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Band Crush Vol. II

We launched Band Crush last December as a crucible of collaboration. The idea was to foster a creative process through which two mutually appreciative bands could cooperate with each other, celebrate each other and produce an unprecedented performance with each other. And hot damn did it work. When the True Loves and Industrial Revelation came together for the inaugural Band Crush, they blasted through almost three hours of original, body-moving soul/jazz/funk/rock n roll music, unleashing Curtis Mayfield’s “Move on Up” as their grand finale and scoring one of the most elevated, energized artistic experiences of 2016.

IR and the True Loves proved the concept. This weekend, Will Jordan and Andrew Joslyn will expand it further.

Our first pairing was two bands known for blowing minds in the moment. Jordan and Joslyn, on the other hand, are writers’ musicians. Craftsmen. They’re both accomplished songwriters and lyricists and producers; they’re both studio rats who spend more time tinkering and experimenting with music, recording, editing and releasing it, than performing it in public. (The two actually met in the studio—the famed London Bridge in Shoreline—when Joslyn wrote the string part for one of Jordan’s songs a few years back.) Jordan occasionally writes songs for pop-radio hitmakers and big-budget film scores; Joslyn composes string parts for Macklemore and Kesha and classical and chamber-pop for film and television. (He’s also a badass violinist). Their talents are evident not only in their own work but in others’. They’re virtuosic as well as chameleonic. They’re capable of being more than themselves. And in this brand-new Band Crush format, that’s an exciting prospect.

I say brand-new but, as I’ve written previously, these two have collaborated before, and the results were stellar. “Plastic Heaven” is one of the standout songs on Joslyn’s solo debut album, a song about modern disillusionment, celebrity worship, the self-sustaining performative lie that is social media, life in a consumer culture—a whole lot of deep, deep subjects that we all deal with almost unconsciously on an everyday basis. Joslyn composed the music and penned the lyrics; Jordan sang the song and gave it meaning. And somehow, instead of sounding sad or broken-down, Jordan’s reading of the story is matter-of-fact. His voice conveys the resignation, desperation and, ultimately, the exhaustion that Joslyn intended, and it also implies the possibility of transcendence. If we can recognize this ouroboros and articulate it with such eloquence, such pathos, we can also evolve beyond it.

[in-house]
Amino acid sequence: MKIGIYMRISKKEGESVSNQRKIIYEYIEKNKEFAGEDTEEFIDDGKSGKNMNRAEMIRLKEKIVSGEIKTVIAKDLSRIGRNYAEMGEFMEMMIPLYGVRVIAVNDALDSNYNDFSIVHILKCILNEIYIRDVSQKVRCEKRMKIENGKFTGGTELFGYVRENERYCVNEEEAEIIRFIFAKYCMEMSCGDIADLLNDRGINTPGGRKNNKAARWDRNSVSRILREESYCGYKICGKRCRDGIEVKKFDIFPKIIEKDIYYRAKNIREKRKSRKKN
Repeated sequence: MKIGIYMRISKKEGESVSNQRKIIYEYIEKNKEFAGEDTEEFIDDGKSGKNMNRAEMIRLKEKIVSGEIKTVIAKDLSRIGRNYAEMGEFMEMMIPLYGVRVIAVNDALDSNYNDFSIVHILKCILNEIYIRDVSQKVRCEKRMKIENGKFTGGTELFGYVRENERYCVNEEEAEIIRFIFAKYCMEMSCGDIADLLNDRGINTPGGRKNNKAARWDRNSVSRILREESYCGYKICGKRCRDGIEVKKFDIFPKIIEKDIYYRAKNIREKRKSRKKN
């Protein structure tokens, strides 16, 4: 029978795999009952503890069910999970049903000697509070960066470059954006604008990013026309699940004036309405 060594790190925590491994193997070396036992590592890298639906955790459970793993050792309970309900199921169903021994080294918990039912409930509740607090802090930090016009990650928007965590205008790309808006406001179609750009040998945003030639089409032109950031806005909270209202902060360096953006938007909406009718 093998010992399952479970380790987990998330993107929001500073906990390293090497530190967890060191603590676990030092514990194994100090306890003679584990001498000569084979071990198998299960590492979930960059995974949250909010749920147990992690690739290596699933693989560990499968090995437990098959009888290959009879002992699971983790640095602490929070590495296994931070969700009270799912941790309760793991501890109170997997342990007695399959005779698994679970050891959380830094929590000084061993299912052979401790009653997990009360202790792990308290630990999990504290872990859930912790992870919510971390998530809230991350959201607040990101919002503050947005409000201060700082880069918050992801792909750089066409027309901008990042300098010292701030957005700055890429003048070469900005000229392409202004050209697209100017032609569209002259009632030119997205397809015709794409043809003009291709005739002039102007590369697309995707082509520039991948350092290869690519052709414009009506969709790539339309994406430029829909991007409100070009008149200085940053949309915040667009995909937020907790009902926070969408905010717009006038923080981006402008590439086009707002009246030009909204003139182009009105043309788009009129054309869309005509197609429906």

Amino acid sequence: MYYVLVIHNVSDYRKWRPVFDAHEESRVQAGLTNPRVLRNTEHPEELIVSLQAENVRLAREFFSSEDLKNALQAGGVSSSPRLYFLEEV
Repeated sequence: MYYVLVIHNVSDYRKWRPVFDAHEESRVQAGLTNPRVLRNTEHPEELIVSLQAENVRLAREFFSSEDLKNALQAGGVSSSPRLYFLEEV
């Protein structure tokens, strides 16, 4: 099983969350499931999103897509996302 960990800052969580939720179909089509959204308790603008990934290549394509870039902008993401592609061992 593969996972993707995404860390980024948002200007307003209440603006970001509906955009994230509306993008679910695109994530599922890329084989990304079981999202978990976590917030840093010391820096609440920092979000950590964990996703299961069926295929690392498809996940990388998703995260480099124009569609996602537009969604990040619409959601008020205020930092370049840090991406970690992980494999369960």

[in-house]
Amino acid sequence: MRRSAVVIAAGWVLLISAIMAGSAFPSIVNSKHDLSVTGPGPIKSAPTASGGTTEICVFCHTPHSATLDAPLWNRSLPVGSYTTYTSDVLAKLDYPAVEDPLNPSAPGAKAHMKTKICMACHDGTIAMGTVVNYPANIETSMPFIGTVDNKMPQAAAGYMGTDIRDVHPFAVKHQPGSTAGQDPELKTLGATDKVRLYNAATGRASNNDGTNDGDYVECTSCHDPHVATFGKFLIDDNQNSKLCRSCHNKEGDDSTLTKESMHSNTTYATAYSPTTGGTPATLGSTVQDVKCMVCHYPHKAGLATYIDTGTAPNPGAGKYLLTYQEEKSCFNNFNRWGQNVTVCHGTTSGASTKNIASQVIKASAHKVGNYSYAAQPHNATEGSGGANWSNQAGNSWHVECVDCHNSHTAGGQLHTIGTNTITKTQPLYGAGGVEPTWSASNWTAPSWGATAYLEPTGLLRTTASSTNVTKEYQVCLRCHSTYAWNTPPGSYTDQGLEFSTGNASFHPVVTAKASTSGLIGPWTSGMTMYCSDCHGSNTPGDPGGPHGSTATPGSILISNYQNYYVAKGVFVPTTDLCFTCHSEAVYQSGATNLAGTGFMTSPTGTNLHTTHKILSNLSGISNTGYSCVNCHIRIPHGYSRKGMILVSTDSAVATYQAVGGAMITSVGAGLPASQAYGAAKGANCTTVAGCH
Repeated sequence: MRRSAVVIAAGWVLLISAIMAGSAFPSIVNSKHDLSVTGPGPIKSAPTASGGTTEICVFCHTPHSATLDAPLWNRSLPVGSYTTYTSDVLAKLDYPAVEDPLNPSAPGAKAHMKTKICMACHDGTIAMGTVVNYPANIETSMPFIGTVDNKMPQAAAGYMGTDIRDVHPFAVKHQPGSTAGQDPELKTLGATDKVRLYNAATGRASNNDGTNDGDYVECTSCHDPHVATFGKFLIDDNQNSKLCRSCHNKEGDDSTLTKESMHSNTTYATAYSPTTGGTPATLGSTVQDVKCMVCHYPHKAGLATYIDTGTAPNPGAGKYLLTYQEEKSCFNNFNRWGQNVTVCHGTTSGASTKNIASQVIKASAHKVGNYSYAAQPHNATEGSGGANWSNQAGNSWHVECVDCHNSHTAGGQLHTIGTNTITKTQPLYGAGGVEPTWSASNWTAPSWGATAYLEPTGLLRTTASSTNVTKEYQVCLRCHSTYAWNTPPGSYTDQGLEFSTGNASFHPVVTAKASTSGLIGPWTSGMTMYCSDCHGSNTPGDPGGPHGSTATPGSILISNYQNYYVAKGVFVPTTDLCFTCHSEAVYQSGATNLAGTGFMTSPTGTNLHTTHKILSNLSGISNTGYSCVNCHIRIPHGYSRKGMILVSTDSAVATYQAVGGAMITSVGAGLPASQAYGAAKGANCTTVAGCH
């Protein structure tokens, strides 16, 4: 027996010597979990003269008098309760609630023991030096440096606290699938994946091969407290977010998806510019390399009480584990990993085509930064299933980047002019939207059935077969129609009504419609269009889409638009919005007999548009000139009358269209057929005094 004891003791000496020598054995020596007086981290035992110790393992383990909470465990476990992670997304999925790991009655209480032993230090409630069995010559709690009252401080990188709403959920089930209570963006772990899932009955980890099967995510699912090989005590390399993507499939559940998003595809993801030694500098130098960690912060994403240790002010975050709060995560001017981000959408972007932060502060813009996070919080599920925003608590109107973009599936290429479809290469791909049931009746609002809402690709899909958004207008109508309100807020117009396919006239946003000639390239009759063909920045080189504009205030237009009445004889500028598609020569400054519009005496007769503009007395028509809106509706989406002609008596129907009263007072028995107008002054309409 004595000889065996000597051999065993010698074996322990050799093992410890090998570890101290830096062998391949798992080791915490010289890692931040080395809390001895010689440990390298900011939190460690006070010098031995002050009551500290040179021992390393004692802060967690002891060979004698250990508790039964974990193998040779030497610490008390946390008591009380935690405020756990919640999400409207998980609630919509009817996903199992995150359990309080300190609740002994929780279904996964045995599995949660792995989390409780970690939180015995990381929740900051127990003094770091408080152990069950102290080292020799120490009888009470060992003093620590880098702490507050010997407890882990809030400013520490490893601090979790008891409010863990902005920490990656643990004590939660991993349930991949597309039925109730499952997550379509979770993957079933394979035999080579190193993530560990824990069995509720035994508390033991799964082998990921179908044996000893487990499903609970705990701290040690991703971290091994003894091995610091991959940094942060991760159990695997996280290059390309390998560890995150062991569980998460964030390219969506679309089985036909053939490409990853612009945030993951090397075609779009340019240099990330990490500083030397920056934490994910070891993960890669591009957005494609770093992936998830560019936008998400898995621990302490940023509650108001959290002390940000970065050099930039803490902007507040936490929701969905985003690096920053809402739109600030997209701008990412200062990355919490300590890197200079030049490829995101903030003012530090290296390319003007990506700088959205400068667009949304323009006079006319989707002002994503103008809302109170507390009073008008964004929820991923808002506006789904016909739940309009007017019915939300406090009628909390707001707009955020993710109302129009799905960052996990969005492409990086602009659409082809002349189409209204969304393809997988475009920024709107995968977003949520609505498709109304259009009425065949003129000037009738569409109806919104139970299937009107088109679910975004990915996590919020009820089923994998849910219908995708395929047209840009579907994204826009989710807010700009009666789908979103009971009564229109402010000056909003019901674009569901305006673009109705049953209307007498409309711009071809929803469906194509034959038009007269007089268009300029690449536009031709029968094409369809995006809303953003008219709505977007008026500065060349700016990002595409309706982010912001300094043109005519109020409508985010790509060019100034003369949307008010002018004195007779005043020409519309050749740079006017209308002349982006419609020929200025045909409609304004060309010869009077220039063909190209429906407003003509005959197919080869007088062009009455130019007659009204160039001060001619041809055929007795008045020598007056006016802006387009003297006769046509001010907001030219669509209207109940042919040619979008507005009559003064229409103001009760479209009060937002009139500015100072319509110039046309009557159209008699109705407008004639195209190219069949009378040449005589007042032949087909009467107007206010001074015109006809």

Jordan and Joslyn performed the song live at Joslyn’s album-release party at the Filson store earlier this year, complete with a full band and string section. Dressed to the nines, the massive ensemble conveyed all the pathos and drama the song demands.

That one song—Jordan and Joslyn together—was the highlight of the night. This Saturday we’ll be treated to an entire evening of songs by Jordan and Joslyn together. Jordan will perform a few of his songs manning an MPC drum machine accompanied by a backing vocalist, guitarist and drummer, then Joslyn will perform a few of his with a rhythm section and a string quartet, then they’ll blend it all together. Joslyn has penned new string arrangements for Jordan’s songs and Jordan will sing a few of Joslyn’s originals.

Joslyn describes the night as “a live experiment” and admits he’s both excited and terrified. Jordan says it’ll be like being present in the studio with the artists, bringing a process that usually happens invisibly into a public setting for the first time. He’s bringing his full stage setup—lights, lasers, fog machine—and ready to go big. Album favorites, some covers, some brand-new, never-heard-before material, some planned, some improvised. These two veterans have played together many times but never like this, and never again afterward. A singular moment of free expression: That’s what Band Crush is all about. 

Get tickets here. 

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